• Can you set up hierarchical projects?
  • Can you use contexts or other types of filters to view your tasks?
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8. Does the company behind the productivity app offer support?

  • Is there documentation on how to get started?
  • Do they offer a dedicated support channel?
  • What do their current users say about their support?


9. What do the reviews say?

Google is a good resource in cases like this. Search for “<app name> review.” Be sure to pay attention to the date of the reviews. You want reviews that are no more than one year old.

(Picture: Stockvault)

10. What about integrations?

Do you need to integrate your productivity system with other software like Slack, IFTTT or Newton? Direct integration is the best.


11. Is there a paid option?

Seriously, if you are going to put all of your plans, projects, and important stuff into one place, you should be willing to pay for it – if they have a plan that suits your needs and are not ruining your finances. My point is that if the company is going to be around in the future it has to make money somehow. Remember: If you are not paying for the product, you and your data is the product.


12. Is your data safe?

When you think you have found the best productivity app, there are two more questions you should ask yourself.

  • Is my data safe?
    • Does the app offer any kind of export option for your data?
    • What about backup?
  • Is the company behind the productivity software going to be around in five years?

The definition of productivity


How to test a productivity app

So, you think you have found the best productivity app. Congrats! Here is what to do next:


Use the free trial period

Before starting your free trial period, make sure to note down the functionality that you need to pay to get. Your main task in the trial period is not only to test the application but to find out if you need the paid features. This is especially important if you have more than one paid plan to choose from.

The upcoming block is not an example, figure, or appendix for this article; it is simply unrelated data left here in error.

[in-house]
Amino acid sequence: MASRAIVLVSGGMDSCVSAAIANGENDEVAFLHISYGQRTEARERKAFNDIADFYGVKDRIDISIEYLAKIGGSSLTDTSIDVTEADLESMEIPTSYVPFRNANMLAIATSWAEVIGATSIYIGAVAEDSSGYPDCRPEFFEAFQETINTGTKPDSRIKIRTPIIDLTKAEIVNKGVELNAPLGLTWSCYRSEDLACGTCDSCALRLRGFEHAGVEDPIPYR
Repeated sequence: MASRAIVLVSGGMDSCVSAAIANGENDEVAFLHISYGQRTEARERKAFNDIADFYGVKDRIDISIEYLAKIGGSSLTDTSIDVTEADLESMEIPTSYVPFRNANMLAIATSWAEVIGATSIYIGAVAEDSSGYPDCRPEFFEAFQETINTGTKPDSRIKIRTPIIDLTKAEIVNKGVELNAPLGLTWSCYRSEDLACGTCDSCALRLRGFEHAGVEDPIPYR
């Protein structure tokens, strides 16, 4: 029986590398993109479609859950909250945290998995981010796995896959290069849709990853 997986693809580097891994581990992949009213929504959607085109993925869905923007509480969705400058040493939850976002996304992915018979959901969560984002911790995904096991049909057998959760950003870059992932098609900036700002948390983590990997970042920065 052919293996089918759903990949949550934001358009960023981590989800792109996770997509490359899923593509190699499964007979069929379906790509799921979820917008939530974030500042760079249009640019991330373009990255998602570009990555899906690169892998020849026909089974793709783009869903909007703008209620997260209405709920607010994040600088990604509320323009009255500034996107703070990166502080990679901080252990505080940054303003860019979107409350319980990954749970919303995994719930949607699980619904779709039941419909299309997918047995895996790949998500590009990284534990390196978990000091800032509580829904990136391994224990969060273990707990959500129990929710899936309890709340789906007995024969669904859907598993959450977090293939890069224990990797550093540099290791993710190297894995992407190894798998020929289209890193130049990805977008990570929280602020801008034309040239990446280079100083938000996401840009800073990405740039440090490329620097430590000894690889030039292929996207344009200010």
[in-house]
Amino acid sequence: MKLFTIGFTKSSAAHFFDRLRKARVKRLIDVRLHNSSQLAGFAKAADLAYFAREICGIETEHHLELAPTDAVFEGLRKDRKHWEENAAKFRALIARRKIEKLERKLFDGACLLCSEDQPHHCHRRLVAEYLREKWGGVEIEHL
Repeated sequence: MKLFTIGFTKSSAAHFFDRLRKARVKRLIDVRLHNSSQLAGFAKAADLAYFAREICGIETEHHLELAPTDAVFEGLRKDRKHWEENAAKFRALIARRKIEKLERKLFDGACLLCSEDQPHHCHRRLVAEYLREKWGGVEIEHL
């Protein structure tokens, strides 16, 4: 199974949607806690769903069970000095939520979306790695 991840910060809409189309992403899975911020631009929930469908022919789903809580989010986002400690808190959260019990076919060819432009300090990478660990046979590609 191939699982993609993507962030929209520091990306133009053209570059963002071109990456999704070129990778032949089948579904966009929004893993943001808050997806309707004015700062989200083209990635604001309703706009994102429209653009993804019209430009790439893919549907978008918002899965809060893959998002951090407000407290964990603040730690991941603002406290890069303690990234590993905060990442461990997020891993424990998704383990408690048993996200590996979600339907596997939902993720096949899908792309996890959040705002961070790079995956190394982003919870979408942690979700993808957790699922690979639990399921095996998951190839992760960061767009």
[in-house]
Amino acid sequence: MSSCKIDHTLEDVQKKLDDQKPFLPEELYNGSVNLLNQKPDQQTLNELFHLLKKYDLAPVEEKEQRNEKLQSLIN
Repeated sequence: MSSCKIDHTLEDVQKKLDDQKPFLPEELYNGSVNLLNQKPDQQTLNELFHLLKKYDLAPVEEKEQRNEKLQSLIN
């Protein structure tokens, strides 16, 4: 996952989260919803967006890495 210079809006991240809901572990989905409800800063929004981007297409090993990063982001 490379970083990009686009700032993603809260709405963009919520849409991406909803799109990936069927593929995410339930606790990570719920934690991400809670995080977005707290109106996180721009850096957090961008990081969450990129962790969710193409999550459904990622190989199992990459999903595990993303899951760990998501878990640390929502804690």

Move a complete project or set of tasks into the new app

In order to test the system, you really need to use it in a real-life setting. Move a complete project or set of tasks into the new app and try to manage it from there. Try importing and exporting information. Try to change due dates and other information on a set of tasks.


Test all relevant platforms

Try working with the system on all relevant platforms. Install the app on your phone and on your tablet, if you have one. Test it on your laptop as well as on your big monitor. You want to find out if the synchronization between the web app and your phone is good enough.


Test offline functionality

You want to have a system that works offline and that does not cause any issues when you are getting back online. Try by setting your phone and laptop in flight mode. Add and update some items before turning flight mode off.


Listen to your gut feeling

At the end of the day, choosing productivity software is about more than just technical specifications and measurable sizes. When you are going to spend a lot of time using a productivity tool, you have to like it. If you don’t it is going to have a significant negative impact on your productivity. It does not matter if you have found the best productivity app if you are getting annoyed using it.